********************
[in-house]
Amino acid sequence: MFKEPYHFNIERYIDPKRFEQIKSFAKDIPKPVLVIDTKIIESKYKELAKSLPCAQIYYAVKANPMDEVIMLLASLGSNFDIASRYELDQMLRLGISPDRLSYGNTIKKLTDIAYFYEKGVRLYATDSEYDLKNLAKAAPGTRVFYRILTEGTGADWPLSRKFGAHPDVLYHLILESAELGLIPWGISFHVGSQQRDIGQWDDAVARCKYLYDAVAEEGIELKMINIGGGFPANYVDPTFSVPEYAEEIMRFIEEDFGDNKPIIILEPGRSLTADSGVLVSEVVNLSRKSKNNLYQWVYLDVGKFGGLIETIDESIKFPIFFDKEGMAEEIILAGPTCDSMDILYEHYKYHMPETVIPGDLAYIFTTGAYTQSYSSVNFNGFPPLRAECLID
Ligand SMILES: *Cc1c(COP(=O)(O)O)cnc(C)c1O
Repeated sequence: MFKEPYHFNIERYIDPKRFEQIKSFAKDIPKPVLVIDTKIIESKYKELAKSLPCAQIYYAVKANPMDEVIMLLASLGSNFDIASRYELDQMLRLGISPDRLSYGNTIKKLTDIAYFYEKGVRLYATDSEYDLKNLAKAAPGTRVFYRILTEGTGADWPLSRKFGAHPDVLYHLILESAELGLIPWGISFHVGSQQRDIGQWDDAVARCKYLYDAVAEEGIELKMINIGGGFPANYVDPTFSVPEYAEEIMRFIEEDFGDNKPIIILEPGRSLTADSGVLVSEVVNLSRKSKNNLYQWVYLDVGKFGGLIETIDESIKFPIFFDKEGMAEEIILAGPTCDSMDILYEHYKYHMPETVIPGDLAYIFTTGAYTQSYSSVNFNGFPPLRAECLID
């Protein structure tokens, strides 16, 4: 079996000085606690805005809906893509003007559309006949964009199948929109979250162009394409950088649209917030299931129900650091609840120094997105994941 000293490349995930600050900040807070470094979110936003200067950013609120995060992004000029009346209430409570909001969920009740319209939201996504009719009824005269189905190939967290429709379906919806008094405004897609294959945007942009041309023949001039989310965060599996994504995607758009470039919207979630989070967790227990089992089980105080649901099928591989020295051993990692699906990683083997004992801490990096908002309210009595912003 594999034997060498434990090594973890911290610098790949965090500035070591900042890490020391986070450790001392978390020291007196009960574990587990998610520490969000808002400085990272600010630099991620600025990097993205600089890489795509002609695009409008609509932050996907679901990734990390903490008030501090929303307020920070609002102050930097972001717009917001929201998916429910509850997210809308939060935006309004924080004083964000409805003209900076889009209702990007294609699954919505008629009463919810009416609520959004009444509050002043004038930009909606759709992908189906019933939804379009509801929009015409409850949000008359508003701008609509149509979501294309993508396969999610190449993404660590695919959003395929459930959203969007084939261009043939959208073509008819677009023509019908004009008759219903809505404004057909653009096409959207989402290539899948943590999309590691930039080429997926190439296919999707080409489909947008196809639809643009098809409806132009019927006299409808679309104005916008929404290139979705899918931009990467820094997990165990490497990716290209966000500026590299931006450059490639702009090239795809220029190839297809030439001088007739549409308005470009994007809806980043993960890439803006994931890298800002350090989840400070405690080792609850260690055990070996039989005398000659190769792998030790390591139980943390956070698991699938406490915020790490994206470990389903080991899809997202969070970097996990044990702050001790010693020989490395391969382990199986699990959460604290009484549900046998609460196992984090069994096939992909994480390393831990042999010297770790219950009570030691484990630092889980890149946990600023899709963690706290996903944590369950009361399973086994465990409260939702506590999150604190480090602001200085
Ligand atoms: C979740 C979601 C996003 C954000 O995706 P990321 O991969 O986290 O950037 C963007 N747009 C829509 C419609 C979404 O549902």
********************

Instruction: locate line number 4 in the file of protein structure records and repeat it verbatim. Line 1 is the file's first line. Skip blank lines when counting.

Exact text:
Repeated sequence: MFKEPYHFNIERYIDPKRFEQIKSFAKDIPKPVLVIDTKIIESKYKELAKSLPCAQIYYAVKANPMDEVIMLLASLGSNFDIASRYELDQMLRLGISPDRLSYGNTIKKLTDIAYFYEKGVRLYATDSEYDLKNLAKAAPGTRVFYRILTEGTGADWPLSRKFGAHPDVLYHLILESAELGLIPWGISFHVGSQQRDIGQWDDAVARCKYLYDAVAEEGIELKMINIGGGFPANYVDPTFSVPEYAEEIMRFIEEDFGDNKPIIILEPGRSLTADSGVLVSEVVNLSRKSKNNLYQWVYLDVGKFGGLIETIDESIKFPIFFDKEGMAEEIILAGPTCDSMDILYEHYKYHMPETVIPGDLAYIFTTGAYTQSYSSVNFNGFPPLRAECLID